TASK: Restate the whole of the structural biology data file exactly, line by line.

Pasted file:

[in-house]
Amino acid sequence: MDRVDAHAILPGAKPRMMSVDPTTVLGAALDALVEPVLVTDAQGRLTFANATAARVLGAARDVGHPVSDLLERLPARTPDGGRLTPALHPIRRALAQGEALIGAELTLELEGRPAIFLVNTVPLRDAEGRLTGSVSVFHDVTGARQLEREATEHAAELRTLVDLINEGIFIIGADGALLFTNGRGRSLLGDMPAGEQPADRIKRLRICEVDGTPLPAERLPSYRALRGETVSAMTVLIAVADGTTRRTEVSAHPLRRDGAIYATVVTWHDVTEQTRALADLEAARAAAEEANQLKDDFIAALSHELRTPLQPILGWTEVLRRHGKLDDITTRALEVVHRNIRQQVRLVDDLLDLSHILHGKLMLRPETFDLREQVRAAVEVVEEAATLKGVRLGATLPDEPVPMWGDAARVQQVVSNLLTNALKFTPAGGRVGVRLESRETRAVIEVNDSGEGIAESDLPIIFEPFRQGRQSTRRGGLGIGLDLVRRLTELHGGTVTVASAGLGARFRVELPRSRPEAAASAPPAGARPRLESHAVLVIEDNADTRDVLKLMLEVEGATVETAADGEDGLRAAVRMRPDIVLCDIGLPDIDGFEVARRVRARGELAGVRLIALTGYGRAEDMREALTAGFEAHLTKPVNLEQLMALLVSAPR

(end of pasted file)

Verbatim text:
[in-house]
Amino acid sequence: MDRVDAHAILPGAKPRMMSVDPTTVLGAALDALVEPVLVTDAQGRLTFANATAARVLGAARDVGHPVSDLLERLPARTPDGGRLTPALHPIRRALAQGEALIGAELTLELEGRPAIFLVNTVPLRDAEGRLTGSVSVFHDVTGARQLEREATEHAAELRTLVDLINEGIFIIGADGALLFTNGRGRSLLGDMPAGEQPADRIKRLRICEVDGTPLPAERLPSYRALRGETVSAMTVLIAVADGTTRRTEVSAHPLRRDGAIYATVVTWHDVTEQTRALADLEAARAAAEEANQLKDDFIAALSHELRTPLQPILGWTEVLRRHGKLDDITTRALEVVHRNIRQQVRLVDDLLDLSHILHGKLMLRPETFDLREQVRAAVEVVEEAATLKGVRLGATLPDEPVPMWGDAARVQQVVSNLLTNALKFTPAGGRVGVRLESRETRAVIEVNDSGEGIAESDLPIIFEPFRQGRQSTRRGGLGIGLDLVRRLTELHGGTVTVASAGLGARFRVELPRSRPEAAASAPPAGARPRLESHAVLVIEDNADTRDVLKLMLEVEGATVETAADGEDGLRAAVRMRPDIVLCDIGLPDIDGFEVARRVRARGELAGVRLIALTGYGRAEDMREALTAGFEAHLTKPVNLEQLMALLVSAPR